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hiring an architect


October 2019

By Sarah Ebner, Principal



An architect’s advice on hiring an architect.

Desk Sketch.jpg

Do you need an architect? 

There are a few types of construction projects that are exempt from requiring either an architect, structural or civil engineer.  These are summarized below, check with your local permitting authority to confirm all is applicable in your jurisdiction :

  • Wood-framed single-family home, maximum 2 stories + basement.

  • Up to four dwelling units per lot, wood-framed and maximum 2 stories + basement.

  • Garages and other structures added to wood-framed dwellings not more than 2 stories and basement in height.

  • Wood-framed agricultural and ranch buildings (some restrictions apply).

  • Non-structural or non-seismic work including storefronts, interior remodels, millwork and all supporting work for the aforementioned scope (case-by-case).

For everything else, you’ll need a professional.

Do you want to work with an architect?

Architect’s don’t simply offer value in permitting and technical services.  As highly-trained problem solvers, Architects may help advise on everything from selecting an appropriate site to narrowing in on which faucets to buy.  


The field of architecture is broad-reaching and can offer clients a diversity of benefits.  Here are some important considerations to determine if and who you may want to hire:

  • review of your soft-cost budget

  • complexity of the project

  • which skills and attitudes would you value most in an AEC (Architecture, Engineering, and Construction) professional

How to find qualified architects?

There are many great resources to help find a local architect:



The best way to kick-start your search for an architect is referrals.  A recommended architect from friends, family or your neighbors is typically a good bet.  Nextdoor is a great app to post to the broader community and ask around.


  • California Architects Board offers a public License search for all Architects registered in the State. This could be a daunting way to search for architects so save it for the end when a final background check may be helpful:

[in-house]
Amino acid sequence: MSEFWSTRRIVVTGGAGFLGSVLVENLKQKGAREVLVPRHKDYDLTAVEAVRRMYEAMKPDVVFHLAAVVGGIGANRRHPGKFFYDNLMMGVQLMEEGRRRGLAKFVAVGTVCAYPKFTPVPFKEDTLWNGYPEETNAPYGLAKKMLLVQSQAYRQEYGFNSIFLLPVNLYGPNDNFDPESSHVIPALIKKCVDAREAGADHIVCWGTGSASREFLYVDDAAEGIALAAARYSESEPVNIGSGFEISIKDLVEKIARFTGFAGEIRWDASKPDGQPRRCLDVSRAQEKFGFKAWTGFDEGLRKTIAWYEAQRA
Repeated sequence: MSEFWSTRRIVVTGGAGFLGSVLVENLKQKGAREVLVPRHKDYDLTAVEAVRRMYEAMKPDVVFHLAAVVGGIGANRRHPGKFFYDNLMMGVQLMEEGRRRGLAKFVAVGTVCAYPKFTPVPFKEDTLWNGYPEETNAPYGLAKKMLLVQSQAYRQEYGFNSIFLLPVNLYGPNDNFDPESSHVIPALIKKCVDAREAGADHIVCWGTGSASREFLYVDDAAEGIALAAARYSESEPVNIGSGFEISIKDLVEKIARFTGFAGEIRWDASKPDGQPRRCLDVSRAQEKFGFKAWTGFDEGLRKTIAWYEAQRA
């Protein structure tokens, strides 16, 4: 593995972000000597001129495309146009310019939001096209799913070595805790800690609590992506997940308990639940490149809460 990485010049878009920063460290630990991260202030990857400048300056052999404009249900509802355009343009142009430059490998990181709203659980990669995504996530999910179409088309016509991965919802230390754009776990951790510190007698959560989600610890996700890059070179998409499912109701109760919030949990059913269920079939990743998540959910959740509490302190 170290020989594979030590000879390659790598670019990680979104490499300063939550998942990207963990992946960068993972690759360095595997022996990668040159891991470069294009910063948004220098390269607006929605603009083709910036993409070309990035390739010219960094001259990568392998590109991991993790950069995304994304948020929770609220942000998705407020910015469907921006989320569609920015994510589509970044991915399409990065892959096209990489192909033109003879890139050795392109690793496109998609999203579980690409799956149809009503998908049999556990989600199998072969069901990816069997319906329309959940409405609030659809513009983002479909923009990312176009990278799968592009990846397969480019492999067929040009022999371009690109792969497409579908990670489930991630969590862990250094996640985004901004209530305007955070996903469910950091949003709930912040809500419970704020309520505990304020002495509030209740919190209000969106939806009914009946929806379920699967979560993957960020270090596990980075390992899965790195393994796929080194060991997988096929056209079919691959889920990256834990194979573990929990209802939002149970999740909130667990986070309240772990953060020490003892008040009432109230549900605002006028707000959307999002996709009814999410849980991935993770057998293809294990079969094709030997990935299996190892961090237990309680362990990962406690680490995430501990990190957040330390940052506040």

• The American Institute of Architect’s may provide active member information or local recommendations for architects in your area. 

AIA San Francisco:

AIA East Bay:

AIA Silicon Valley:

AIA Sonoma County:



There are many online matchmakers for architects and clients, some more passive and others active:

  • Google, vet websites and cold call.

  • HomeAdvisor

  • Thumbtack

  • Houzz

  • Upwork if you’re looking for a small shop or sole-proprietor

What information can be exchanged during an initial architect interview or consultation: 


How would you describe your project? 

  • Who is the project for: yourself, your family, your customers, an unknown future occupant?

  • Aesthetic preferences

  • Layout preferences

  • Important site priorities: views, noise, privacy?

What are your project goals and priorities?

  • Project size

  • Total budget: soft costs, hard costs?

  • Intended or required project schedule

How much research have you completed to date?

  • Zoning research or disclosures available for your property.

  • Local agency review process and timeline.


  • Firm description and background

  • What similar project types have you completed?  Could you share images and client references?

  • Have you worked in my jurisdiction before?  Are you familiar with the required permit processes?

  • What services do you generally provide and which would you recommend for my project?

  • Do you have a quality control procedure and if so, what is it?

  • What consultants do you typically require?  

  • What is your experience with construction oversight and working with general contractors?

  • What is your fee structure?

MADERA SAMPLES in office.jpg

Proposals and contracts:


California Law requires architectural contracts contain the minimum following contents:

  • Description of services

  • Description of compensation to be provided to the architect and method of payment.

  • Name and address of both the architect and client and the architect’s license number.

  • Additional Service terms and procedures.

  • Termination terms.


Many architects will provide a contract based on the American Institute of Architect’s standard forms of agreement.  

It is critical to have all parties align on expectations before entering into the contract.  It is also important that the contract reflects these expectations.

  • What are the Architect’s responsibilities?  

  • What are the client’s responsibilities?

  • What responsibilities remain outside the contract scope?

  • Are fee, schedule, and deliverables clear to everyone involved?

  • How will differences or conflicts be mediated? 

It is recommended to read through each article carefully and/ or consult a lawyer to review it on your behalf.  You can also refer to this post’s reference document: California Architects Board Consumer Guide to Hiring an Architect for additional legal information and considerations when engaging in an AEC-related contract.

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